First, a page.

“I was watching this comedian today,” recalls Wyclef “Clef” Jean — who happens to be the Fugees’ proud, Haitian-blooded, rhyme-sayin’ guitar hero (and the son of a pastor) — “that was talkin’ about rappers, and he said that all they do is ‘grip the mic and grab their dicks.’ We want to show that there’s much more to hip hop than what people think.” The Fugees sound, style and spirit, without question, goes a long way to dispel the stereotypical crotch-grabbing approach to making modern urban melodies. Comprising the other two-thirds of the Fugees’ trinity are Lauryn “L” Hill — a sweet sounding, African-American rapstress whose voice can also carry blissful, strong soul singing — and Prakazrel “Pras” Michel – an amazing verbal acrobat, capable of leaping tall buildings with a single, hip hop tinged syllable. (Pras is Wyclef’s microphone fiending cousin and the son of a church deacon.)
The Fugees have done much to change the movement of hip hop. There is of course, our very first introduction to these cats via their 1993 debut full length, Blunted On Reality. On said debut, the “Tranzlator Crew” (the group’s original name before getting signed) shined a raw blend of earnest, acoustic funkiness that was unheard in the then current age of rap. “The combination is just so ill, so deadly and so powerful,” says Clef, about the incredible concentration of talent that formulates the essence of his band. “This is what hip hop needed for the music to go to the next level where you could pick up a guitar, or sing, and not feel like you’ve gotta front.”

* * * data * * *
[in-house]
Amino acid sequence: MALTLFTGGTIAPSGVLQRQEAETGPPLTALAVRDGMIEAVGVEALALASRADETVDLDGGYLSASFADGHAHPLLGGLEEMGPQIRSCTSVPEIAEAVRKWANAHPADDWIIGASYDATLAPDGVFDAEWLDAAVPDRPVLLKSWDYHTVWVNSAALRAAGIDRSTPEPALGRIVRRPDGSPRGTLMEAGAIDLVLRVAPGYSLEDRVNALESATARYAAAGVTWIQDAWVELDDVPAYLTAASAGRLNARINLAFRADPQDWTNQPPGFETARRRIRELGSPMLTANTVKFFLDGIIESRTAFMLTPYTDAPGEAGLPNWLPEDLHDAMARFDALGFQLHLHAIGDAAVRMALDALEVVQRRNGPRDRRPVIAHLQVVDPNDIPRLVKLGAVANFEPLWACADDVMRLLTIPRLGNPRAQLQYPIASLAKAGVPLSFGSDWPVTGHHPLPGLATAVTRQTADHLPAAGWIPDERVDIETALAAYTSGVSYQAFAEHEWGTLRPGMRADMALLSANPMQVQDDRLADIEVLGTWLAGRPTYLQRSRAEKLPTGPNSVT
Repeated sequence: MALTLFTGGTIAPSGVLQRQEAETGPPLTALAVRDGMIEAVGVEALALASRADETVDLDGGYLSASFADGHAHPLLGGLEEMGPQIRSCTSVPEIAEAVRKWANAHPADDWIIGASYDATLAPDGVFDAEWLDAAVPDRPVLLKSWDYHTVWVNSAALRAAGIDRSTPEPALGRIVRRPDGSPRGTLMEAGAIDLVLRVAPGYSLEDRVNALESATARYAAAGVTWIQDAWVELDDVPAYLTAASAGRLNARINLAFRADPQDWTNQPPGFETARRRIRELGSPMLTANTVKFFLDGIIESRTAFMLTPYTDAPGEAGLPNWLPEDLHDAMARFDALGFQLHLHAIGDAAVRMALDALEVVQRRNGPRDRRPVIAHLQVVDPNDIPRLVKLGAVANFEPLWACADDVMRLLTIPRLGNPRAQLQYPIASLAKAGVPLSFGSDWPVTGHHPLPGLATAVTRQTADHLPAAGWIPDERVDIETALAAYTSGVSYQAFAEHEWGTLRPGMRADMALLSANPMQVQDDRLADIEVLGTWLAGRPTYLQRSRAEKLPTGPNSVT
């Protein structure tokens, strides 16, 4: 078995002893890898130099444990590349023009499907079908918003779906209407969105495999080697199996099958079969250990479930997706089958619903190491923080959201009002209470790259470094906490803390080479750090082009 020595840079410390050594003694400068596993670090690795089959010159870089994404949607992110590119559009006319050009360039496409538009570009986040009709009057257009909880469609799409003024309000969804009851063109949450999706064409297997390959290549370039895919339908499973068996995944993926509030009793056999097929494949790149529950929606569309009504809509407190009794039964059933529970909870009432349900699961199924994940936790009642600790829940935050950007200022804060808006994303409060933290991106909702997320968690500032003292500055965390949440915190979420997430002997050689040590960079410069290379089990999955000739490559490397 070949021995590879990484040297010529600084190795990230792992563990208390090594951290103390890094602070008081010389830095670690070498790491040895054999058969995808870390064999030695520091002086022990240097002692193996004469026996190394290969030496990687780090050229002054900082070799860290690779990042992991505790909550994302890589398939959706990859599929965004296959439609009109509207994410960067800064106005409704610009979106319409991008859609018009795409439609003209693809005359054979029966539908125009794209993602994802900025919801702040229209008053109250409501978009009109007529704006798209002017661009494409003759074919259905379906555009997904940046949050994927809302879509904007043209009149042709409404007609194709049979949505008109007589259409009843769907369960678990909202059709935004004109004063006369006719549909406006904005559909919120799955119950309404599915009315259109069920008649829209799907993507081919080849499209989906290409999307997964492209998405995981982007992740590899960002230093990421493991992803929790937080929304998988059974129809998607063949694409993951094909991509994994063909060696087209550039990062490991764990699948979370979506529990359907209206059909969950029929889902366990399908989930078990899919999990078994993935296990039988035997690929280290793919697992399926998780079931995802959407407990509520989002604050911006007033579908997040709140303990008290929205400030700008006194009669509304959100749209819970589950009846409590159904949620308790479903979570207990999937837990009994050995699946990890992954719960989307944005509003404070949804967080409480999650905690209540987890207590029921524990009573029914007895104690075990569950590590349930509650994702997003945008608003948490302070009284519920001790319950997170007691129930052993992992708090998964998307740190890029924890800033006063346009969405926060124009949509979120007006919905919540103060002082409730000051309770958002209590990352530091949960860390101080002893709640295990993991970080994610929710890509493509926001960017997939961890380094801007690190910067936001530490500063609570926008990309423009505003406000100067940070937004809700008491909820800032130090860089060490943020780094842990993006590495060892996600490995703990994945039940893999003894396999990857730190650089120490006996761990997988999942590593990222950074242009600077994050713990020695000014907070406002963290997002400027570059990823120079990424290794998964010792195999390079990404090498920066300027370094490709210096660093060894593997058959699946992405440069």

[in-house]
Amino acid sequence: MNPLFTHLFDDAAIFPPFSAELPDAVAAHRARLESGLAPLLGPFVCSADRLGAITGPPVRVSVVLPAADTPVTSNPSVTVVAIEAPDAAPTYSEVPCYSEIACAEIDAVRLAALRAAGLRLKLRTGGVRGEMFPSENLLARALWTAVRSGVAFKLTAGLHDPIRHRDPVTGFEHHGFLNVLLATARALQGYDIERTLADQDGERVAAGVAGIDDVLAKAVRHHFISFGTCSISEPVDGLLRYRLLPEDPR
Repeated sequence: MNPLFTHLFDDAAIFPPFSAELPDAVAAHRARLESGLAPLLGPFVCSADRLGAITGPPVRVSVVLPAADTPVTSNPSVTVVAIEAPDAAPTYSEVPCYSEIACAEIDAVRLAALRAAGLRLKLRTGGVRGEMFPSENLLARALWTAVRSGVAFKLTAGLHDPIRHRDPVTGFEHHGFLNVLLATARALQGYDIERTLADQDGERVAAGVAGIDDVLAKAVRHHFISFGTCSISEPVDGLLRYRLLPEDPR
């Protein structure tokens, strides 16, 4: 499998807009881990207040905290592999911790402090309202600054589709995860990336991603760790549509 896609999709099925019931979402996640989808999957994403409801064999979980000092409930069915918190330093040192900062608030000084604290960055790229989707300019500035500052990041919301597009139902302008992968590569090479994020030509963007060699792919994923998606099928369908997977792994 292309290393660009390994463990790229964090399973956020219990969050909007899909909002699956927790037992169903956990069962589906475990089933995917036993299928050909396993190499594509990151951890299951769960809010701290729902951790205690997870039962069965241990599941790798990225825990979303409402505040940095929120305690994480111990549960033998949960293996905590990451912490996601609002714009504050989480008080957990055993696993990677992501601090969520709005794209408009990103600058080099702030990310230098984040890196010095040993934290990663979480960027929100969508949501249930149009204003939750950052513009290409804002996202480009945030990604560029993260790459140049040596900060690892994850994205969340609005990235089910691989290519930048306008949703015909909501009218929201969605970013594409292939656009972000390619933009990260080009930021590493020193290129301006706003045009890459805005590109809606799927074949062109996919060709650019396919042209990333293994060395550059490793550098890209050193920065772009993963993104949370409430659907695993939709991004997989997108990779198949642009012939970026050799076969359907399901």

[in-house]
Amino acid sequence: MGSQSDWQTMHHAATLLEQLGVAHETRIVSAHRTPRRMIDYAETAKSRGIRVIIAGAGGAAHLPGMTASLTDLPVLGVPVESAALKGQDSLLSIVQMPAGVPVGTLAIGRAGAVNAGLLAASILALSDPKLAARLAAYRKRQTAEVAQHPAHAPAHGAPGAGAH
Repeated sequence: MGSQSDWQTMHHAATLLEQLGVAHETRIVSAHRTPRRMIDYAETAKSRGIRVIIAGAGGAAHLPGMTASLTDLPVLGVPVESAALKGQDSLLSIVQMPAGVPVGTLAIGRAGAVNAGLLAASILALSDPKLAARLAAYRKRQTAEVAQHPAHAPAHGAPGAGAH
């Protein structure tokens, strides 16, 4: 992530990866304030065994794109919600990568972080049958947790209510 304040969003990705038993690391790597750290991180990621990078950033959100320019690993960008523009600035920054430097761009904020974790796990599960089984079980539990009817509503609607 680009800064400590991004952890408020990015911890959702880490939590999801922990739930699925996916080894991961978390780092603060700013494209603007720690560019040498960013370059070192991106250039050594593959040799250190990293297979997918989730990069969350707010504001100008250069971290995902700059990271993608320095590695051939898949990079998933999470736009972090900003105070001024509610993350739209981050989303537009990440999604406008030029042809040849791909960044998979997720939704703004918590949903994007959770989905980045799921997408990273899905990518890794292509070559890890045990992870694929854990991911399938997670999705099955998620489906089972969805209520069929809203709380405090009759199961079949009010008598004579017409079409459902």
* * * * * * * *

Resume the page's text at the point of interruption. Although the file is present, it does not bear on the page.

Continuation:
The story, basically, starts off like this: Pras and Lauryn went to the same high school, Pras and Lauryn formed a group and commenced to battling fools left and right. Cousin Clef joined the fold, the crew battled fools from high school to high school, the winner takes everything. Six or so odd years later, the Fugees are in the studio, cutting an album. (The name, “Fugees” is short for refugee, a symbol for the refuge that we each seek in our minds; there’s also the fact that two of the up members are of Haitian descent; since there are so many displaced Haitians who have looked to the United States for political and social asylum, the term “refugee” is sometimes used as a derogatory term for Haitians in general. Either way, the group wears its moniker as a badge of honor.) Before Blunted On Reality, the members of this New Jersey-based, lyric-crafting posse were just three kids who worked, scratched and saved, with a feverish determination, dreaming of the opportunity to one day shock the house till the break of dawn.